Bollinger Bands are a volatility indicator. They are a set of curves plotted a certain number of standard deviations from the simple moving average (SMA) of the coin’s price. The bands widen in periods of high volatility, and vice versa.When the price of a coin is within a specified distance of a band, this triggers a buy/sell signal. An illustration of this is shown below.
Example parameter values
Time Resolution: 1 hour
SMA Length: 20
Number of standard deviations: 2
Percent Difference From Bands: 0.01%
- Time Resolution: This is the time window for each period being analyzed. If this is chosen as 1 hour, and the SMA Length is 20, then the indicator will use a simple moving average of the last 20 1-hour periods. If it is instead chosen as 1 day, and the SMA Length remains at 20, then the indicator will use 20 1-day periods in the SMA.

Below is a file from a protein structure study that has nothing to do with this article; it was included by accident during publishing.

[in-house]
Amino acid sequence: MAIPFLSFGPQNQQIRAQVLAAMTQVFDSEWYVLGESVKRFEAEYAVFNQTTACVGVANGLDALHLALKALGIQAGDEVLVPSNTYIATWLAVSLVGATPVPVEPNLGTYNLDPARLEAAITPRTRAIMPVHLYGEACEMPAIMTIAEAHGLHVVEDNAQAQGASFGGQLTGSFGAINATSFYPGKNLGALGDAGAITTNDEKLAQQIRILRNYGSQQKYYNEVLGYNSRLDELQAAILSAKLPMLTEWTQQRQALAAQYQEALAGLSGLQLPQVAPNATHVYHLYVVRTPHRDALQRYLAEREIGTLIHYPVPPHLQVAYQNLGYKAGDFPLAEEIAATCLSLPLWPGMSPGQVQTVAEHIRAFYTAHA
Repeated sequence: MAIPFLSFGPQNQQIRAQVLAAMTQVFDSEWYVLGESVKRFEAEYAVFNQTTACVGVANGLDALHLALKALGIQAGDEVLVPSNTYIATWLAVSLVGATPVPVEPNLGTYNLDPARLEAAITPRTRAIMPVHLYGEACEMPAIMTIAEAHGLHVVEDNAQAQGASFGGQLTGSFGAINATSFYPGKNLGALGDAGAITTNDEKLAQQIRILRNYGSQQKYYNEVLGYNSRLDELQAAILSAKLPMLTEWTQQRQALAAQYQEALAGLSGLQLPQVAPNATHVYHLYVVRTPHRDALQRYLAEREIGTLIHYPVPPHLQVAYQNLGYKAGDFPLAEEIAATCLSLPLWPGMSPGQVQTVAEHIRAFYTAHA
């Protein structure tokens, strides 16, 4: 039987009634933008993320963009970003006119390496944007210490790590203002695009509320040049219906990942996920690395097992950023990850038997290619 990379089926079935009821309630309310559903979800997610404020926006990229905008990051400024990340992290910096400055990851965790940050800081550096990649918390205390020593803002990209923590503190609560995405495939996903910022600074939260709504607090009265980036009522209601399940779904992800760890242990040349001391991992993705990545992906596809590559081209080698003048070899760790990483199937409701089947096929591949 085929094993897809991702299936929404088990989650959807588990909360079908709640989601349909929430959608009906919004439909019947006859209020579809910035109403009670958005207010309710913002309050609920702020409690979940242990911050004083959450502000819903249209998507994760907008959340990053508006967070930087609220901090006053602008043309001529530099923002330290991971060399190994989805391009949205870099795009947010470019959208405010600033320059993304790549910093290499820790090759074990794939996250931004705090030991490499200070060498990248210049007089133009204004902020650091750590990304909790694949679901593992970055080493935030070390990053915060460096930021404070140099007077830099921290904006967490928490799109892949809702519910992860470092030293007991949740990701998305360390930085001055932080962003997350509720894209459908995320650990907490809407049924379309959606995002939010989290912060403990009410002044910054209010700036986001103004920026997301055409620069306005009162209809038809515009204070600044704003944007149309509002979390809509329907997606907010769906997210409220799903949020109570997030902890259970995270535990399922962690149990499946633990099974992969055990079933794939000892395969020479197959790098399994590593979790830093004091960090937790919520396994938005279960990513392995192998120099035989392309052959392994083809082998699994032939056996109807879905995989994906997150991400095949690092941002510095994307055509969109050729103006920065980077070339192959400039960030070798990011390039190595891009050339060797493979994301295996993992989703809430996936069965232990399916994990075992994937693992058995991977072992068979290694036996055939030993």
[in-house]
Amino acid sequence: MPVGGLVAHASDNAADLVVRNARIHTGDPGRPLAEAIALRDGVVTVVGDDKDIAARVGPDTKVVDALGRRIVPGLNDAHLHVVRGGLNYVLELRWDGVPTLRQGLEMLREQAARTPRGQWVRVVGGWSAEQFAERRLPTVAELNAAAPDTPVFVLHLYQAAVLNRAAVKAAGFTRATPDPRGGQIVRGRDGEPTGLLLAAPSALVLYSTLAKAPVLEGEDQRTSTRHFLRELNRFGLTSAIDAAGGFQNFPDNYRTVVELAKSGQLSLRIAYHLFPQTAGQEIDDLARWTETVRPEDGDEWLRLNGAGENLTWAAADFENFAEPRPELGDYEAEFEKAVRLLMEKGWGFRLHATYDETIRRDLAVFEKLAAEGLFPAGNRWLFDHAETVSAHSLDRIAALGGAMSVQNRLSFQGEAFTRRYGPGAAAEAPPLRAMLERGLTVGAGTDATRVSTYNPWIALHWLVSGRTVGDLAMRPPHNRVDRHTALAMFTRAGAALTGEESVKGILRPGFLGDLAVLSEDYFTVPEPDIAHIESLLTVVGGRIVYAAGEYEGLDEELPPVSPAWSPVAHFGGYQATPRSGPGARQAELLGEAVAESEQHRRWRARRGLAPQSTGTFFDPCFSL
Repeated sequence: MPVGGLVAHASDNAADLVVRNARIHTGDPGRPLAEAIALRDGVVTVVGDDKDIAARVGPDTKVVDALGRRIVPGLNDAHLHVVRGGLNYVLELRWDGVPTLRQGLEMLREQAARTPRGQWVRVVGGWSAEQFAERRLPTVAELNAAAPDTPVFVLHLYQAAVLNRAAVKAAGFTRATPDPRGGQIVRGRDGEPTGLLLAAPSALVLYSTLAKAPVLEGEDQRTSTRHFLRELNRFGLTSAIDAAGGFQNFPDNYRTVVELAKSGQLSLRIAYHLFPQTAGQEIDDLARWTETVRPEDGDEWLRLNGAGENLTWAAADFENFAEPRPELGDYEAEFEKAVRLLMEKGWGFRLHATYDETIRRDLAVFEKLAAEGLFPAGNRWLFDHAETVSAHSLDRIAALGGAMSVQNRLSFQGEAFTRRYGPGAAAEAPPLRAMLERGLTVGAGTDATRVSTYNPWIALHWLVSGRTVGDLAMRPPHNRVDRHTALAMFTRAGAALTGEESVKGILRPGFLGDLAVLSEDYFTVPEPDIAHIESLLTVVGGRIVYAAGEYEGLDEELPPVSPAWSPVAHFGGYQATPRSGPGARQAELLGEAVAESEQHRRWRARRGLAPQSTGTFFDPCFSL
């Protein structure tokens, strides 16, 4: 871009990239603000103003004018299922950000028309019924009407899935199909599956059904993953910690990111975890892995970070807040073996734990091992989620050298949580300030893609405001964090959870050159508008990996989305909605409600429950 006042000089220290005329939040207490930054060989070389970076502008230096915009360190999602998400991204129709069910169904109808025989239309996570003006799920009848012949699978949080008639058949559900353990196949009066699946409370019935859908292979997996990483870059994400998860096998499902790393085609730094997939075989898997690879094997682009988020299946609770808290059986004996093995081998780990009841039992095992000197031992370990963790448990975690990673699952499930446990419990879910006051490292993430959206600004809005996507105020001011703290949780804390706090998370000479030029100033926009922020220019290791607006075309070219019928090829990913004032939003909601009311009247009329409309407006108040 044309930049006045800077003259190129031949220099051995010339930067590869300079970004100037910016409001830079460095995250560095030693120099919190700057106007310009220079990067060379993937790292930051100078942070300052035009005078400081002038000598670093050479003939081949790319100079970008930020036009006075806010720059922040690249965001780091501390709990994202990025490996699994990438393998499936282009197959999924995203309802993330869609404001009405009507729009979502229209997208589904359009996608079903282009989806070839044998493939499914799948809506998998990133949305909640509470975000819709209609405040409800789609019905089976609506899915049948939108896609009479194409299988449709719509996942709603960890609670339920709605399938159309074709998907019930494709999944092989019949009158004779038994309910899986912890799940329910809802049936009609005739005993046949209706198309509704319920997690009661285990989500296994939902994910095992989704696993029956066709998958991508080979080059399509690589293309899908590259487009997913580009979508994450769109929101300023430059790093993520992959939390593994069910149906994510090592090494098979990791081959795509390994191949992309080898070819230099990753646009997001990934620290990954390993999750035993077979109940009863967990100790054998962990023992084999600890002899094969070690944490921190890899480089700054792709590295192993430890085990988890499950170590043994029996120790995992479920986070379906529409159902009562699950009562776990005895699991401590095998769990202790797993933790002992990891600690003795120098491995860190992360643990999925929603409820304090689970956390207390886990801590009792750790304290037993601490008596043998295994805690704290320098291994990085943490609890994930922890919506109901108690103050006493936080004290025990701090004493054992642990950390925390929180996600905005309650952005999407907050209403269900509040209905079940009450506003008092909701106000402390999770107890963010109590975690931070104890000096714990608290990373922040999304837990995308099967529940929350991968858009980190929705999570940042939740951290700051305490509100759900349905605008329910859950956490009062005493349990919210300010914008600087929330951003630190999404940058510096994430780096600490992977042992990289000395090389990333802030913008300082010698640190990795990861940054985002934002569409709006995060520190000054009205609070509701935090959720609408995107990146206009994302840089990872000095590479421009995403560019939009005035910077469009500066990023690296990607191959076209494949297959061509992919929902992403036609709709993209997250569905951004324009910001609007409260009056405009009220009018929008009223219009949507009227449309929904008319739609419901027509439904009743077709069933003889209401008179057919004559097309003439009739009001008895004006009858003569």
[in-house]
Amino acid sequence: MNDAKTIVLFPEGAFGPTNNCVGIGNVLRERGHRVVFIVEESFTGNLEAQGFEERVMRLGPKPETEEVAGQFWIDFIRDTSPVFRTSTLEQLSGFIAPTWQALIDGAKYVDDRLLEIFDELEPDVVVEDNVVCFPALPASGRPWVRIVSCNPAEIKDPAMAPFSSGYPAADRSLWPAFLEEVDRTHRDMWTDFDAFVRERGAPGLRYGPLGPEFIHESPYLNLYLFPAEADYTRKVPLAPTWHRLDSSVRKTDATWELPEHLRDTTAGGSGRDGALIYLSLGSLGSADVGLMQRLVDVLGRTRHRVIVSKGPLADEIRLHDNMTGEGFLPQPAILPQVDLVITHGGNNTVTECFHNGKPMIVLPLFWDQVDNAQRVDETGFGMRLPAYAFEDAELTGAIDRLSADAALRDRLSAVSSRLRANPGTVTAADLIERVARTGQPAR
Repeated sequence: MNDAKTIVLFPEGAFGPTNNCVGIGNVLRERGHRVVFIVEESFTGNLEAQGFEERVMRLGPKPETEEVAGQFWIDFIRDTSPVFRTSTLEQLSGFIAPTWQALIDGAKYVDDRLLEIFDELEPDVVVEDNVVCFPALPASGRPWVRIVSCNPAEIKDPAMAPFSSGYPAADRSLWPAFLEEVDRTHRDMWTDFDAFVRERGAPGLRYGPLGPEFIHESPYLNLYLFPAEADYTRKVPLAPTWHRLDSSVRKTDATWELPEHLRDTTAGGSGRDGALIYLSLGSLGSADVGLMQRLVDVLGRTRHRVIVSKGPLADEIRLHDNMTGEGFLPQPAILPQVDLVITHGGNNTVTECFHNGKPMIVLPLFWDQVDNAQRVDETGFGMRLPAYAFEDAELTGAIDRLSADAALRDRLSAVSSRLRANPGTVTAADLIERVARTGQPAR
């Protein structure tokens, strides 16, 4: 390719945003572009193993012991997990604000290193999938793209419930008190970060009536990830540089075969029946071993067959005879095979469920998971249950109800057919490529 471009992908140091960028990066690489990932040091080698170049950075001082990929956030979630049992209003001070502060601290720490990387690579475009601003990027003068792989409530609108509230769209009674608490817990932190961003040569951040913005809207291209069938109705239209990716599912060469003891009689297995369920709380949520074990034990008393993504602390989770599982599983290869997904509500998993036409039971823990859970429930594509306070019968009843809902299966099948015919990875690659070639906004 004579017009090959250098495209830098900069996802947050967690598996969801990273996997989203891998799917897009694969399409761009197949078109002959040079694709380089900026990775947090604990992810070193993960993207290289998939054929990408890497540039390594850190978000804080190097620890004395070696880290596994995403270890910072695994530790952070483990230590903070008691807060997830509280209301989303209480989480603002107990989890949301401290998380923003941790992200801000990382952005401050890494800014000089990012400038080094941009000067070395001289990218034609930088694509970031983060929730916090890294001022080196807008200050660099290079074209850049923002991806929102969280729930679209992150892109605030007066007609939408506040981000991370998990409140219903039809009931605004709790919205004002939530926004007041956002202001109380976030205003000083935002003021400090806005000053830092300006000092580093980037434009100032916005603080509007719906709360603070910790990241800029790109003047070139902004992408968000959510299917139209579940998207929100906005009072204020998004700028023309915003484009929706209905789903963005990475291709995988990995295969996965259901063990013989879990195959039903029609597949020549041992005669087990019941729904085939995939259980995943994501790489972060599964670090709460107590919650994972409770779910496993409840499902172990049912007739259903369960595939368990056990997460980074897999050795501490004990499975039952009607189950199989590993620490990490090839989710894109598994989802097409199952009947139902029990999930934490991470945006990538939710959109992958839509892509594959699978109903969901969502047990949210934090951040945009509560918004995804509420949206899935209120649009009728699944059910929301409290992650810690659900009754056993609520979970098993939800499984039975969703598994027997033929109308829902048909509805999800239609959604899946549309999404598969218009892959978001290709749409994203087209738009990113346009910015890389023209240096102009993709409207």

- SMA Length: This is the number of time periods used to compute the SMA. If the SMA Length is 20, and the Time Resolution is 1 hour, then the indicator will use a 20 1-hour periods in the SMA.
- Number of standard deviations for Bollinger Bands: This is the number of standard deviations away from the SMA to plot the Bollinger Bands. For example, if the number of standard deviations chosen is 2, then the Bollinger Bands will be 2 standard deviations away from the SMA.
- Percent Difference from Bollinger Bands for buy/sell signal: When the coin price moves within a given percentage (of a Bollinger Band), this creates a buy/sell signal. For example, if this is chosen as 0.01%, then when the market price moves within 0.01% of the lower band, this generates a buy signal, and when it moves within 0.01% of the upper band, this generates a sell signal.